Multiphonics CV-2 Manual

Version 2.2.0


  1. Time Knob Delay time, from 1 millisecond to 8 seconds.
  2. Clear Input Gate input. When high, delay line is cleared and no new signal is stored until input goes low.
  3. Clear Button Manual trigger for the Clear input.
  4. Low-Cut Knob Cutoff frequency of a low-cut (or high-pass) filter applied to delayed signal.
  5. High-Cut Knob Cutoff frequency of a high-cut (or low-pass) filter applied to the delayd signal.
  6. Feedback Inputs Dedicated stereo input for signal fed back into the delay line. Normalled to the module output.
  7. Feedback Gain Knob Adjusts the gain of the feedback input. Can be modulated with the Mod input below.
  8. Delay Inputs Signal present on this stereo input will be delayed by the specified time before going to the Out jack.
  9. Delay Outputs Stereo mix of the delayed input and feedback signals.


The Delay module delays its input signal by the specified amount of time. It can be used with audio or CV signals.

It can work with mono or stereo signals. For mono signals, the convention is to use the left input and output jacks.

Thanks to its built-in filters and feedback input with modulation support, it can easily be used as a building block to create interesting echo or chorus effects.


In its simplest configuration, the Delay time will delay the signal connected to its In jacks by the time specified by the Time knob, and the delayed signal will be sent out of the Out jacks.

When the Gain knob in the Feedback section is turned clockwise, the signal from the Feedback In jacks is mixed with the main input signal before going into the delay line.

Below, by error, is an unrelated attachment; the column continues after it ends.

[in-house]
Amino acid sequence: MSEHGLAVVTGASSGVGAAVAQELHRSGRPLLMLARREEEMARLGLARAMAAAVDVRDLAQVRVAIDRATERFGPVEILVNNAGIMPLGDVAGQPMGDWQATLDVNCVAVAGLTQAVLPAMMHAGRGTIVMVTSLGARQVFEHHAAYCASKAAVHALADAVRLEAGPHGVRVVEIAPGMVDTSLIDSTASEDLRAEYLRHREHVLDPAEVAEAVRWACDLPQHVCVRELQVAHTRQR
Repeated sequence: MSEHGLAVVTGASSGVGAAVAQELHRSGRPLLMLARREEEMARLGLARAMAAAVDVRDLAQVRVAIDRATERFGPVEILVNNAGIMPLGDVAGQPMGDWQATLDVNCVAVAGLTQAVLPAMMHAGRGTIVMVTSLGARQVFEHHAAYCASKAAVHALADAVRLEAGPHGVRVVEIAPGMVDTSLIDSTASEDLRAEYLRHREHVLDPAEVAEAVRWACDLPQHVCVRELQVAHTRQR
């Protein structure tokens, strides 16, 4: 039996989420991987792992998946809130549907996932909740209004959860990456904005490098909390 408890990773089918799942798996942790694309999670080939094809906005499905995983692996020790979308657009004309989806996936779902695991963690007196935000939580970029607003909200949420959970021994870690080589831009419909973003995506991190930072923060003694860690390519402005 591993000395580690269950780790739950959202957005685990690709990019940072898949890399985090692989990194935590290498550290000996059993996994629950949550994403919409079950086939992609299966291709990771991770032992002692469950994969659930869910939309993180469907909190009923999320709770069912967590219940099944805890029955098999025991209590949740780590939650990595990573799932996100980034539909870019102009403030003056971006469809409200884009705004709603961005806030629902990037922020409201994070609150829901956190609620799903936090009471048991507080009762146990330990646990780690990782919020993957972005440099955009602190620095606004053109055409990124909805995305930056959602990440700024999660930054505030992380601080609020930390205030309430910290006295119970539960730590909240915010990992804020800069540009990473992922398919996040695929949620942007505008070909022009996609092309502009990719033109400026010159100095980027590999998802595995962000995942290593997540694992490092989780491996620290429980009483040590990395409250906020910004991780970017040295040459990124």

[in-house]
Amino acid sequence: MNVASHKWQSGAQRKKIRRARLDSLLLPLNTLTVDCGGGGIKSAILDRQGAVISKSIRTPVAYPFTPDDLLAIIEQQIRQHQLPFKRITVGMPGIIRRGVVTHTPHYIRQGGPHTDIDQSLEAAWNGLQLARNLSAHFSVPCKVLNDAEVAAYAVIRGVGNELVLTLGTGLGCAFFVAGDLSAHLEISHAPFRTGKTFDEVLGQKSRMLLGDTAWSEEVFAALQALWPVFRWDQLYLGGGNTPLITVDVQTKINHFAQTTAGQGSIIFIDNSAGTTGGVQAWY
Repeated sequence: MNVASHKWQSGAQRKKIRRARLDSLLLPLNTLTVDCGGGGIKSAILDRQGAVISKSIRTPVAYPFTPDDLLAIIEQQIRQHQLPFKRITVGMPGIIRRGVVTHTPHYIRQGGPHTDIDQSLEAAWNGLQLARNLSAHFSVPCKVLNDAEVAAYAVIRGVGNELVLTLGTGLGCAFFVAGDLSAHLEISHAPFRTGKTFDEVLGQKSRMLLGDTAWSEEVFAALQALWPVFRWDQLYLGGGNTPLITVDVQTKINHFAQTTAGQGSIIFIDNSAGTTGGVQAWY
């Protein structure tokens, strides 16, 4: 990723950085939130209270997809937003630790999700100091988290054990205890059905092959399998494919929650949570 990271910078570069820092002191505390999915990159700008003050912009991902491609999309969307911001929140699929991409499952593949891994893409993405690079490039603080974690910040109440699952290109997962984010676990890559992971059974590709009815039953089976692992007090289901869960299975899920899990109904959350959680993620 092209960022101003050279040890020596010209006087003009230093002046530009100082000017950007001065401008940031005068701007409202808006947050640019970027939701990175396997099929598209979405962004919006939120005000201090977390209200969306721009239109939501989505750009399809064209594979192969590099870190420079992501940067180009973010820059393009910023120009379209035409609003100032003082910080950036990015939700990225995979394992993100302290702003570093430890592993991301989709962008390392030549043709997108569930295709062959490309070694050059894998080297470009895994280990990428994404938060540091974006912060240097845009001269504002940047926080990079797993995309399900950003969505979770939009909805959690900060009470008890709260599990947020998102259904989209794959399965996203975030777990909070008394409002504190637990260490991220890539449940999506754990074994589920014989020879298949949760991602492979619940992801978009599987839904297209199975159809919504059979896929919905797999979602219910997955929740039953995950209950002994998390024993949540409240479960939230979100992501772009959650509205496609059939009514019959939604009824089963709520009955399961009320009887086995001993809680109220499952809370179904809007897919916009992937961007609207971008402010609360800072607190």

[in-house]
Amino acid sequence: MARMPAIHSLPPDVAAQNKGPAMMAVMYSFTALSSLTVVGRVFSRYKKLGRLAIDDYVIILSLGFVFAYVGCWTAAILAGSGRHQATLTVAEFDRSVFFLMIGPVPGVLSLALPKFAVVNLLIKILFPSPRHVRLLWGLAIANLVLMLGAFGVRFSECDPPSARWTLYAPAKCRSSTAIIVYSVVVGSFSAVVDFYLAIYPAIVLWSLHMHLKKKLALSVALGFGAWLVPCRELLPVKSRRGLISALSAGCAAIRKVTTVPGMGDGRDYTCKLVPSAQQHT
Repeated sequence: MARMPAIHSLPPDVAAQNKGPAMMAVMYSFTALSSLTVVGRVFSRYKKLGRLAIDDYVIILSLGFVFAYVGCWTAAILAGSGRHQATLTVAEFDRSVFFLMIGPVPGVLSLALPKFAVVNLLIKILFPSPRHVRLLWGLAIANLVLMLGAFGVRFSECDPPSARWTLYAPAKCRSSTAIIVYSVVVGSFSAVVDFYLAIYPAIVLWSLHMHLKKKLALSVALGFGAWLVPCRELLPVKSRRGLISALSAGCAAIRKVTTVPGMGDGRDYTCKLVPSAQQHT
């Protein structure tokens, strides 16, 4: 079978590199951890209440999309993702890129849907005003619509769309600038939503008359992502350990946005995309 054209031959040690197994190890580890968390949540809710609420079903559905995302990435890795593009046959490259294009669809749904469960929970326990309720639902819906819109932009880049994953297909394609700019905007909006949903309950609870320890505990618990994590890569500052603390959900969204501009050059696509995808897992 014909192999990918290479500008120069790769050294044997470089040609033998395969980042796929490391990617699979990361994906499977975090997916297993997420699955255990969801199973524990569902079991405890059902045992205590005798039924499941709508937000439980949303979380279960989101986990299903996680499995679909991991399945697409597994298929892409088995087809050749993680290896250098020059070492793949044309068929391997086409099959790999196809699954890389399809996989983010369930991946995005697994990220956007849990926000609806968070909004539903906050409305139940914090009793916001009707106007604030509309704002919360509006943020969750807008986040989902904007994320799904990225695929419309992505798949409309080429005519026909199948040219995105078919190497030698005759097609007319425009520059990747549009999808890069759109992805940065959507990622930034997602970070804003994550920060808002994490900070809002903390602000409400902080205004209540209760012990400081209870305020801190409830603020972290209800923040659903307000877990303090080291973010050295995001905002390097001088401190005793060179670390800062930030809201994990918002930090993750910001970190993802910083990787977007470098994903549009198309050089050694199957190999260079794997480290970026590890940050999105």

The Feedback In jacks are normalled to the delay outputs. A simple echo effect can be dialed-in with the Gain knob without needing any manual patching.

In Depth


Delay time, between 1 millisecond and 8 seconds.

The time knob sets the delay time, which is amount of time that passes between the moment a signal enters the input and exits from the output.

The knob can set the delay time between 1 millisecond and 8 seconds, but actual delay time may be shorter or longer when modulation is applied. The maximum delay time is 20 seconds.

Modulating the time with any kind of CV signal with no discontinuities in the voltage—such as a sine or triangular LFO, or an ADSR envelope—will create interesting pitch effects.

When applying modulation with a depth of 100%, each 1V increment will double the delay time. Conversely, with a modulation depth of -100%, each 1V increment will halve the delay time.

To synchronize the delay time to the Master Clock tempo, connect the clock’s Tempo output to a Time modulation input, set the modulation depth to -100%, and adjust the delay to match the current tempo. If the tempo changes, the delay will stay in sync. This is demonstrated in the Sync to Tempo patch in the Basics folder of the Factory collection.

Low-Cut and High-Cut